While many of us know that mindfulness is a great way to reduce anxiety and stress, it can be a struggle to find time to build it into our already hectic schedule. Mindfulness coach, Clarissa Kristjansson reveals how you can make it part of your routine…
Having a bath or shower in the morning is often one precious time in the day when we have a few minutes to ourselves. So, rather than immediately thinking about the day ahead when you strip off, take five or 10 minutes to focus on and enjoy the ancient ritual of bathing. Feel the warmth of the water on your skin, listen to the sound of it pouring out of the shower head or into the bathtub, breathe in the lovely aroma of the products you’re using and think of the flowers these remind you of.
If you’re walking the dog, use his ‘sniffing stops’ to absorb the scenery around you. Look at the patterns on the leaves, the mushrooms sprouting from tree bark, the spider’s web covered in dew. Listen to the birds singing and the wind in the trees. What other noises, smells and sights are there? If you’re walking a little one to school, stop for a minute or two and get them to join in. It’s essential to introduce stress-relieving techniques to children at an early age so that they grow up happy and healthy.
Now it’s time for a break with a warm beverage of your choice. Close your eyes and wrap both hands around the mug, focusing on the warmth radiating through the cup into your hands. Pay attention and breathe deeply for a couple of minutes. Then take a sip and really savour the taste. Continue to slowly sip the drink, focusing on how it makes you feel and how much you enjoy it.
After lunch, spend a few minutes doing a mindfulness exercise. Sit quietly with your eyes shut and breathe slowly. Pick one part of your body to focus on. Let’s say it’s your feet on the floor. Pour all of your awareness right down into the soles of your feet. What’s the sensation there? Are your feet resting on the floor lightly or are they pressing against it? Now wiggle your toes and notice how the sensation changes.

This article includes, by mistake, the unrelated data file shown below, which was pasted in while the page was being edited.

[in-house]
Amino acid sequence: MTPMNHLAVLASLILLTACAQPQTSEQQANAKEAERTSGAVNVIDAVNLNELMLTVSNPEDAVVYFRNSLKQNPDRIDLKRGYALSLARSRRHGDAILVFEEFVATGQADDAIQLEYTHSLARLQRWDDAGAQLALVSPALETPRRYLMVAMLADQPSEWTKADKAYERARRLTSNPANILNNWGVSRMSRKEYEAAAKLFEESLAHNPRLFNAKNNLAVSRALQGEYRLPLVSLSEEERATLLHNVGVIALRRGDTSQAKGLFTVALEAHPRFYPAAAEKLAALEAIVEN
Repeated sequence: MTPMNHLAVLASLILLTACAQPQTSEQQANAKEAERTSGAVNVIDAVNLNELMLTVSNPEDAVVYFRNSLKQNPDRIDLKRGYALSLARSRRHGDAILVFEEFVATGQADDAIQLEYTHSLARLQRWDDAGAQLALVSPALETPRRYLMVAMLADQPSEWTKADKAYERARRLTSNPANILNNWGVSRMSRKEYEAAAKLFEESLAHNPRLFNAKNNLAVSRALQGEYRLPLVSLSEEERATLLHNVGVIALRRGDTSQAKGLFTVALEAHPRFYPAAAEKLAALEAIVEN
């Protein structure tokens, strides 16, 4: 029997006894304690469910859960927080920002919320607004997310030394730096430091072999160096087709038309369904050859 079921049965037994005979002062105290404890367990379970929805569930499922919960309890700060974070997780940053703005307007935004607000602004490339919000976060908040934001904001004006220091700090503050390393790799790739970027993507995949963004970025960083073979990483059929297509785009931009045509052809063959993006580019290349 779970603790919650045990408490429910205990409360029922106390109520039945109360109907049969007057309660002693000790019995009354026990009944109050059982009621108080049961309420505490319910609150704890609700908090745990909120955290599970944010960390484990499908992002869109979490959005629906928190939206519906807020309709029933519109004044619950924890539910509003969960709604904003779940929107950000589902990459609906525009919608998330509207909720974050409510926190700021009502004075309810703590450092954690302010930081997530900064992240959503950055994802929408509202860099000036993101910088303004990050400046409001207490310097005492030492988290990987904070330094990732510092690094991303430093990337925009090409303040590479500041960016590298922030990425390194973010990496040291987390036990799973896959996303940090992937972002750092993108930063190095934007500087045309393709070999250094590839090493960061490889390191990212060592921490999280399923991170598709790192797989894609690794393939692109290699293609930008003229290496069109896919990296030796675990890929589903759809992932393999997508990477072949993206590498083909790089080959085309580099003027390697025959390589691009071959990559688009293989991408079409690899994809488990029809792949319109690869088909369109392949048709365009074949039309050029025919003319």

Are you wearing socks? If so, can you feel the fabric against your feet? Simply focus on what you’re feeling.
As the day progresses and our brains start to get tired, mindfulness can help us stay sharp. Through the afternoon set an alarm on your phone for every hour. When it rings, stop and focus on your breathing rather than on the thoughts and to-do lists in your head for one minute. Pay attention to the inhalation and exhalation of your breath.
As the workday comes to an end and you start your commute home, turn off your phone or the radio and simply be. Let go of any thoughts and focus on your breath. Doing so will allow you to let go of the stresses of the day so you can be fully present when you arrive home.
Start by being mindful as you prepare your meal. Noticing the textures, smells, sights and sounds as you peel, chop and cook. Sit down to eat and savour your food. Turn off the TV and any music. Put away your phone and laptop – tune out everything but your connection with the food you are eating. Take a bite and notice the temperature, the texture and all the different flavours. Be aware of how the food feels on your fork, then how it feels in your mouth. When you’ve finished eating, become aware of your body and notice any feelings of fullness.
Take a moment before going to bed to appreciate something good that has happened in the day. It feels nice and immediately brings the mind into the present, even if we are thinking about something that’s happened earlier today or something on our to-do list for tomorrow.
I know this might all seem ridiculously simple, but that’s because it is! It’s the mind that complicates things. Choosing to pay attention to how you’re feeling in the moment is a crucial first step to living mindfully. When we’re fully present, we’re better communicators, less reactive, and more responsive to the people around us. We’re also more in touch with how we feel and what we need.